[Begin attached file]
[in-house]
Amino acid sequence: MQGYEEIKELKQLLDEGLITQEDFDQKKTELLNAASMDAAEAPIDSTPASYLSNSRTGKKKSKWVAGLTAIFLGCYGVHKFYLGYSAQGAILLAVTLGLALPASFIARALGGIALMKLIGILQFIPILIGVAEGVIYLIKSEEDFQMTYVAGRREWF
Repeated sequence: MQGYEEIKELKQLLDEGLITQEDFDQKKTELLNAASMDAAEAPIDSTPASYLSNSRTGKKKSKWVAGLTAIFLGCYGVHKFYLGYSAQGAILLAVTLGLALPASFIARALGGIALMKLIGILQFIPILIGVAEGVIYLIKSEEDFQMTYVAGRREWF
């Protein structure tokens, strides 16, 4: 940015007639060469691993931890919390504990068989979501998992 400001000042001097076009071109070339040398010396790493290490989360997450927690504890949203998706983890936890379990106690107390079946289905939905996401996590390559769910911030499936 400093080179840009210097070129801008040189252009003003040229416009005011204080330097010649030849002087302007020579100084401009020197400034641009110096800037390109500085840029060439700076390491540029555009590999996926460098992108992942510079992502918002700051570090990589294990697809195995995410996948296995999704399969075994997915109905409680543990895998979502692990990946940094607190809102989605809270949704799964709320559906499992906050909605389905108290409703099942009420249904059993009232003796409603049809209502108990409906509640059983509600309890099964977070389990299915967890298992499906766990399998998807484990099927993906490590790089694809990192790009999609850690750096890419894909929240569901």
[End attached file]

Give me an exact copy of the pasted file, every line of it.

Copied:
[in-house]
Amino acid sequence: MQGYEEIKELKQLLDEGLITQEDFDQKKTELLNAASMDAAEAPIDSTPASYLSNSRTGKKKSKWVAGLTAIFLGCYGVHKFYLGYSAQGAILLAVTLGLALPASFIARALGGIALMKLIGILQFIPILIGVAEGVIYLIKSEEDFQMTYVAGRREWF
Repeated sequence: MQGYEEIKELKQLLDEGLITQEDFDQKKTELLNAASMDAAEAPIDSTPASYLSNSRTGKKKSKWVAGLTAIFLGCYGVHKFYLGYSAQGAILLAVTLGLALPASFIARALGGIALMKLIGILQFIPILIGVAEGVIYLIKSEEDFQMTYVAGRREWF
């Protein structure tokens, strides 16, 4: 940015007639060469691993931890919390504990068989979501998992 400001000042001097076009071109070339040398010396790493290490989360997450927690504890949203998706983890936890379990106690107390079946289905939905996401996590390559769910911030499936 400093080179840009210097070129801008040189252009003003040229416009005011204080330097010649030849002087302007020579100084401009020197400034641009110096800037390109500085840029060439700076390491540029555009590999996926460098992108992942510079992502918002700051570090990589294990697809195995995410996948296995999704399969075994997915109905409680543990895998979502692990990946940094607190809102989605809270949704799964709320559906499992906050909605389905108290409703099942009420249904059993009232003796409603049809209502108990409906509640059983509600309890099964977070389990299915967890298992499906766990399998998807484990099927993906490590790089694809990192790009999609850690750096890419894909929240569901």